It’s a quick, easy (and painless) process that simply ensures you hear every aspect of the audio you’re listening to properly. For example, if you're sensitive to high range frequencies then your profile will tone these down and amplify parts of the sound you might be less receptive to. The resulting sound is nothing short of stunning. It’s like you can hear every instrument in a piece of music. Everyone hears different, so it makes complete sense to produce a set of earphones capable of this.
Best of all, though, is the built-in active noise cancellation. This neat little feature blocks out external sounds impressively well but can also be cleverly adjusted. For instance, it can be lowered during the touch buttons (which I’ll explain later) on the Nuraloop ear units until it reaches 'Social Mode', Nura's name for its listen-through option that lets you hear what’s going on around you through four external mics. This is particularly helpful if you’re cycling and want to half-listen out for that sneaky Pruis silently creeping up behind you.
Nevertheless, on full whack you’ll probably only just hear an ambulance if you’ve got the music pumped up.
PERFORMANCE AND APP: JUST A TOUCH OF YOUR LOVE
On the circular ends of each earphone is a touch-sensitive button. Nura refers to these TouchDials as they allow you to use your finger in a clockwise or anti-clockwise motion to turn up or turn down different settings, depending on what function you’ve assigned to them.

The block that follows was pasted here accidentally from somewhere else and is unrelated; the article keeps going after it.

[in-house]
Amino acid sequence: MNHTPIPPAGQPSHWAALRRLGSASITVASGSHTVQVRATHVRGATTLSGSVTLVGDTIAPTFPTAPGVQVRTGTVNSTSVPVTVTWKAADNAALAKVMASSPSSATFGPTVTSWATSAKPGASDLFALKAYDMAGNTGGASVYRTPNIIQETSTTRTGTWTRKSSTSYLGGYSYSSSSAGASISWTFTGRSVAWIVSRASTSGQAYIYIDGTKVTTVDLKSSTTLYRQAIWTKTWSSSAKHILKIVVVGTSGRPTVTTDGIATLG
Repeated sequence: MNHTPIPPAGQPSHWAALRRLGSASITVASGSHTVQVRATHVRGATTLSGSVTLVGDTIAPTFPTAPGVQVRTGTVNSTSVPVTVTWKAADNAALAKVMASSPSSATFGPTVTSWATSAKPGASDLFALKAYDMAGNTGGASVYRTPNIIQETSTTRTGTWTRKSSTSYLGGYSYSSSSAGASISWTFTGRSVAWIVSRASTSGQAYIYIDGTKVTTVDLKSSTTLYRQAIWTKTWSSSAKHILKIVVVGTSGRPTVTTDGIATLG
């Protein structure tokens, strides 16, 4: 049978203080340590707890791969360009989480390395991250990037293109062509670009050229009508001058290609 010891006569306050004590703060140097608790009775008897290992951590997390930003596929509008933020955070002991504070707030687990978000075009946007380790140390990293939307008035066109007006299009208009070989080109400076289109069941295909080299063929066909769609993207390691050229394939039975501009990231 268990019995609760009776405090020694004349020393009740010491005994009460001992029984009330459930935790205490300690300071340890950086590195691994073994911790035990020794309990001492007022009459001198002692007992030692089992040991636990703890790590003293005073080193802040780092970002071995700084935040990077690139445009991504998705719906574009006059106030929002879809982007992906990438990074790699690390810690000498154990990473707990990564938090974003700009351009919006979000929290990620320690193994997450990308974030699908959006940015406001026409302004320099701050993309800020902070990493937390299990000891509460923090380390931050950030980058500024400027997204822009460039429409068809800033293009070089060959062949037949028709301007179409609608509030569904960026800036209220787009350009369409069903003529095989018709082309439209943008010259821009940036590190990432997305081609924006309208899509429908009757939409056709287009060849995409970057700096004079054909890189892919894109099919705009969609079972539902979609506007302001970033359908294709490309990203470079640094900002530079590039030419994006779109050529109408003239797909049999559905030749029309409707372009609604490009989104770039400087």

For example, this can be the level of volume, immersion (essentially, bass) or noise cancellation. These buttons can also be tapped to perform different actions, such as play/pause, skip track, and customised to your preferences within the app. Annoyingly, however, their customisation is quite limited. There is no option to double tap as you’d find with most wireless earbuds, for instance. Still, they do work very well - apart from if you’re wearing them outside on a windy day, then they can have a mind of their own.
The only real niggle I have with Nuraloop is that the automatic on/off and pairing/unpairing when you take them out of your ears can be a little...off. I’ve found that sometimes they can continue to play and sometimes they’ll go into standby. And then often you can put them back in and they don’t turn back on. Not quite sure what’s happening there.
In terms of battery life, NuraLoop required a recharge about twice a week when I was using them for a good four hours a day, so the rated 16 hours of battery life seems about right.
They’re easy to charge but it is a shame the connector is proprietary and not USB-C, if solely for convenience. The aux add-on capability by far makes up for this, though.
And the app? Well, it’s pretty basic but it does the job. There’s not a huge deal to have to work out here, which is kinda nice. You can check the remaining battery life, go through your hearing profile setup to make any tweaks as well as customise the TouchDials.
The Nuraloop are an exceptional pair of earphones pretty much guaranteed to pleasure your earholes with a sound made especially for you, along with a mostly very comfortable fit and great battery life.
Oh, and did I mention the aux add-on cable? With so many great, unique features, it should come as no surprise that the NuraLoop are at the pricier end of the in-ear headphone market, retailing at £199.
Still, it’s a pretty good package for the price considering Nura’s personalised sound technology is patented, so the only other place you’ll find it is in the much more expensive Nuraphone headphones, which cost £350.
Ps. Nura says there’s a firmware update on the way which should fix any issues people have been having with the TouchDials as well as adding an on/off control, which is very much needed.